If you have been across the W.C. Holmes Bridge heading south into Gulf Shores on a recent foggy night and wondered what was lighting up the sky, you aren’t alone.There have been questions on …
If you have been across the W.C. Holmes Bridge heading south into Gulf Shores on a recent foggy night and wondered what was lighting up the sky, you aren’t alone.
There have been questions on social media inquiring if the lights were The Wharf light display or a UFO.
Instead, it is Riff Becknauld’s 36,000 light holiday display located at 750 Bear Creek Cove.
This is the second year Becknauld has set up the RiffMas Light show. Last year the show had a respectable 4,000 lights synchronized to music. The show was a hit with visitors.
“Last year the response was pretty incredible because everybody said they had never seen anything like it,” Becknauld said. “We kept getting feedback on how much people loved the show, so I decided it was time to invest and go bigger. My intention was not to go as big as we went this year, but things creep up on you I suppose.”
With a background in computers and concert lighting and a penchant for tinkering, Becknauld created his first Christmas light show in 2006. He was inspired by a video that went “viral” in 2004 of a light show set to “Wizards of Winter” by the Trans-Siberian Orchestra.
“The video became so popular that Budweiser picked it up and used it in a commercial with the Clydesdales. I was like how is this guy doing that? I started looking it up and started playing around and building my own controllers. I had a very rudimentary system a long time ago and then took some time off,” Becknauld said.
Once he had some free time to get back into the hobby, things had changed and technology advanced. First, it was normal LED lights and now it is Addressable LEDs that allow control over each light in the string individually. Once he figured out how people were creating the light shows with the new technology, he built a new show. When he and his wife moved to Gulf Shores two years ago the show came too.
“We moved here, and I brought the show. Last year the response was pretty incredible,” Becknauld said.
The response was so incredible that Becknauld, his wife and her parents (whom they reside with) all wanted to see the show grow.
How do you go from 4,000 to nearly 40,000?
To grow the show nearly 10 times larger, Becknauld joined a group of light display hobbyists who combined their order for a shipping container full of 500,000 lights. He also went to two industry shows and purchased props like the large Christmas tree and candy pieces.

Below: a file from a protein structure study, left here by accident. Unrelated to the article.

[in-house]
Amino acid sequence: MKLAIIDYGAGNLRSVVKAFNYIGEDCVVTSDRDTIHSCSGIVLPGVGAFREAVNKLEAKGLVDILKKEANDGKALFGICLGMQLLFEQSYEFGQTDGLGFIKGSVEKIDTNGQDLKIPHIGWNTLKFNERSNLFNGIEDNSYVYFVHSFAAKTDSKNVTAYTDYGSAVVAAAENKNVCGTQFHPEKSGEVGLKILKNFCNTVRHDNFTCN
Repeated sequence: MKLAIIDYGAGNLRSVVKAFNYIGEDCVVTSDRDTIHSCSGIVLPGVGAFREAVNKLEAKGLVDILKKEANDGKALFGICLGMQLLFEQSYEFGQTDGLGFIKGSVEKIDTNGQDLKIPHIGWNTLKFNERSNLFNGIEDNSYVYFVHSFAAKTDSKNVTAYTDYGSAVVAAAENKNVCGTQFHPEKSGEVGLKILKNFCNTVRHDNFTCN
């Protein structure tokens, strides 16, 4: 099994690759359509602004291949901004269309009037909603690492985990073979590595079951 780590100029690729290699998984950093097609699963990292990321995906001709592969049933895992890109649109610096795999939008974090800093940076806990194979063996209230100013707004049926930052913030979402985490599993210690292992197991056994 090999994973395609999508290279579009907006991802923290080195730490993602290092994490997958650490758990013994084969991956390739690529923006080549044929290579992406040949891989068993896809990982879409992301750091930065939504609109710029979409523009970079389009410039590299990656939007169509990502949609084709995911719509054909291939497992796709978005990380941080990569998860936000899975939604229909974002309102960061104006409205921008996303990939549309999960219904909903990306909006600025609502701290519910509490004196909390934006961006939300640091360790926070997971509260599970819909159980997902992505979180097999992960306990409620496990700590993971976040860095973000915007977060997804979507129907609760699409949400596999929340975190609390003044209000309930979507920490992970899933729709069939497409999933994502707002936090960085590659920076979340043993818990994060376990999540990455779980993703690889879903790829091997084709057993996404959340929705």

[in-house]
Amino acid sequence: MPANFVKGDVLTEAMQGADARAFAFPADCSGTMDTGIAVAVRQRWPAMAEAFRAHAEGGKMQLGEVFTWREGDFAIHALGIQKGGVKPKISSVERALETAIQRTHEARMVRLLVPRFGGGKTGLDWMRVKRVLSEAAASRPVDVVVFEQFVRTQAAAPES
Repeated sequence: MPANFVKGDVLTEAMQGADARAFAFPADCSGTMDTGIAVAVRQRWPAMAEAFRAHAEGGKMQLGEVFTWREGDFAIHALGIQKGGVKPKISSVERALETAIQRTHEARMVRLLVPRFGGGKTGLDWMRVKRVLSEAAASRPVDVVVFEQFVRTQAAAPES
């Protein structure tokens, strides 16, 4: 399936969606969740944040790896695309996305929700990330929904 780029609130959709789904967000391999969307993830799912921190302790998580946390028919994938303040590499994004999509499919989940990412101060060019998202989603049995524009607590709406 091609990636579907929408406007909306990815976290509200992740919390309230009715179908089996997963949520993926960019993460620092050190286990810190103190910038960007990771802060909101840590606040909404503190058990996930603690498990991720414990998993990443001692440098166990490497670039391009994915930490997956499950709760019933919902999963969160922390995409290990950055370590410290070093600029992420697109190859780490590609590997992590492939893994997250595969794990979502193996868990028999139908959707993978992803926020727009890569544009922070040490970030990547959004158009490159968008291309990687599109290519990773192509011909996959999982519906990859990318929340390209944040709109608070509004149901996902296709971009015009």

The entire house is outlined in lights, a curtain of 4,072 lights hangs in front of the garage door and each of the six candy canes in the yard hold over 100 lights each. The 25-foot Christmas tree required the assistance of the Gulf Shores Fire Department to erect and is lit up with 5,270 lights.
Becknauld has been working all year. Each strand of lights was painstakingly untwisted before being poked into the holes on the props like the arches and candy canes. And just like a beautifully done cross stitch, the back is just as pretty as the front. When you see the display, you might be blown away at the hours it must have taken to physically put the show together, but it is the programming that takes the most time.
“When it comes to the actual programming of the show that is where it really takes time. For every minute of the show, it takes anywhere from four to eight hours to program. Every three-minute song takes roughly 20 hours of programming,” Becknauld said.
The entire show is 48 minutes with an additional 30 minutes of additional songs that viewers can add to the song queue by visiting the show’s website, www.riffmaslights.com. The show’s playlist includes everything from holiday classics like “Blue Christmas” by Elvis Presley to “The Season’s Upon Us” by the Dropkick Murphys.
The show is free for all to enjoy but people tried to give Becknauld donations for the show. This year he decided to partner with The Lighthouse of Baldwin County. The nonprofit agency serves victims of domestic abuse, their children and adult victims of sexual violence. Those enjoying the show can donate through the riffmaslights.com website or hand them to Becknauld who is often outside in a Santa hat handing out candy canes. A locked donation box will be erected soon.
“It has been enjoyable to watch people and the way they receive the show. It's funny because you would assume most of my crowd would be families with children, but I would say 60% are people in their 60s, 70s and 80s,” Becknauld said. “We are trying to bring something fun and enjoyable to the community and bring up the spirits.”
Drive by the Logan home and take in the RiFFmas Light Show at 750 Bear Creek Cove, Gulf Shores. Tune in your car’s radio to 93.1 FM and enjoy the show.